In the summer of that year, 1998, I got hired as a school custodian. Soon I was staying in my own motel room, and by the end of the year I had saved enough money to move out of the motel. My first apartment was bigger than the motel room, but not by much. It was a studio in an old building near downtown Vancouver, with a kitchenette and a shared bathroom. I slept on an air mattress, and instead of an easy chair I relaxed in a lawn chair. After the year in the motel and the month in the trailer, this place became my haven, my refuge. My mind settled down. I read a lot of James Joyce and a little William Faulkner. I rented movies from a nearby mini-mart and on occasion enjoyed the cheap but good chicken teriyaki bowls they sold. I saved money and bought a car.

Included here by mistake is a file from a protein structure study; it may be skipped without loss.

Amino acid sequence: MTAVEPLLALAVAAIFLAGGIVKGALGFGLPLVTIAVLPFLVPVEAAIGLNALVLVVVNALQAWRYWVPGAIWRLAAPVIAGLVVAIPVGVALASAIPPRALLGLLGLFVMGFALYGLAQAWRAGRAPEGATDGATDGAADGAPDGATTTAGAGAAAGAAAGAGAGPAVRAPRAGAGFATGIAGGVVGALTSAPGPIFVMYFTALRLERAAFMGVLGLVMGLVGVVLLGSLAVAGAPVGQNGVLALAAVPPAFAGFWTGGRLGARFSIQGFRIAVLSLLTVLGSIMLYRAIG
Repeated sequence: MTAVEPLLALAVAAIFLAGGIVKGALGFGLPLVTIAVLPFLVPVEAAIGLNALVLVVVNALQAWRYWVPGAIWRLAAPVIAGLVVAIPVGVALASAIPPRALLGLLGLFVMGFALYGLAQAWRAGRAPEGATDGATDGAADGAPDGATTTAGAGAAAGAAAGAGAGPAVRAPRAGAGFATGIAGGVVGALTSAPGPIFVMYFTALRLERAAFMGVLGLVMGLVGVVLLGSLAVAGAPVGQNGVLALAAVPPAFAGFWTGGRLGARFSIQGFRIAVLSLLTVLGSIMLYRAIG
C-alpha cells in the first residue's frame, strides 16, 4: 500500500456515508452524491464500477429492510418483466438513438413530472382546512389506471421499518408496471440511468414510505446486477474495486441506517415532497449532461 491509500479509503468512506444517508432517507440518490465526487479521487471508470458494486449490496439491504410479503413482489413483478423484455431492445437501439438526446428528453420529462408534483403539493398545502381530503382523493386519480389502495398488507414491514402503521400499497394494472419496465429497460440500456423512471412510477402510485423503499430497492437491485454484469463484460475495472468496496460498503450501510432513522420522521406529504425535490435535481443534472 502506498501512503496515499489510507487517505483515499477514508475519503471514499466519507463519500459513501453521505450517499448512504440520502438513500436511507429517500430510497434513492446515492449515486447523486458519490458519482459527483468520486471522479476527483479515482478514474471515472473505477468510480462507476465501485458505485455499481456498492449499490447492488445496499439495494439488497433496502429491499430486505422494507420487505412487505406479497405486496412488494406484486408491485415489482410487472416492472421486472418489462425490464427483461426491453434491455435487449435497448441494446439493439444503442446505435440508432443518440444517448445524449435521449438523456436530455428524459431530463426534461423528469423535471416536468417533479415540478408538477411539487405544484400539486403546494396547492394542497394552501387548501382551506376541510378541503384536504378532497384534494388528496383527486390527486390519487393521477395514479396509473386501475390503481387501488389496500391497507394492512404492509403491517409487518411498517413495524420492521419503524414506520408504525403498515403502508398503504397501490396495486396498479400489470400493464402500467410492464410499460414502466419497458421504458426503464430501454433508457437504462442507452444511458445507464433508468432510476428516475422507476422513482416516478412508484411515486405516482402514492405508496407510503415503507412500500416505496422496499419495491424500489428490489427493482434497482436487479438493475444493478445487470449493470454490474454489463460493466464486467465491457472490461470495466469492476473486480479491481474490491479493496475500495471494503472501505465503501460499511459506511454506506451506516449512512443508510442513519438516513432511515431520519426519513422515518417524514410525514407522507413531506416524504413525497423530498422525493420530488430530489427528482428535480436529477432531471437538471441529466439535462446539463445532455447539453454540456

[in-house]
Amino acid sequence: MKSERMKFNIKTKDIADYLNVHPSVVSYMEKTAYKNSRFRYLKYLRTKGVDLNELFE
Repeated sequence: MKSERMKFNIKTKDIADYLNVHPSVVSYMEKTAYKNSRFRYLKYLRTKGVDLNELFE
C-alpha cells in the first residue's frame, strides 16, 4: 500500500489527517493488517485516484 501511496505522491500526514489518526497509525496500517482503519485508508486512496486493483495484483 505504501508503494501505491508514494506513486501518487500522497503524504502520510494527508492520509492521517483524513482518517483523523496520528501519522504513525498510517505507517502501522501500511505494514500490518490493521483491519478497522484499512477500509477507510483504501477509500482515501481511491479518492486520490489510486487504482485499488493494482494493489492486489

I was heartsick about what had happened to my family, and after I left the motel I constantly worried about my parents. This doesn’t mean I spoke to them frequently. In fact, I had little contact with my parents as I adjusted to living on my own. Although I had made myself a fixture in the motel room that my dad paid for, I wasn’t prepared to return that favor. My parents never asked to stay with me, but if either of them had, I would have said no. I had to protect what I had gained: space, stability, and money.

My mom left the motel and ended up in Seattle, where she briefly lived on the street before transitioning to an apartment. We kept in touch through phone calls and letters, and eventually I began visiting her. My dad continued to live in Portland and Vancouver, usually staying in motels or on the street. I would see him at the transit center in downtown Vancouver and on buses, and often at Jantzen Beach in Portland, where he would stand at freeway entrance and exit ramps holding a cardboard sign. I talked with him sometimes and would hear snippets about his life, but often I would try to avoid him.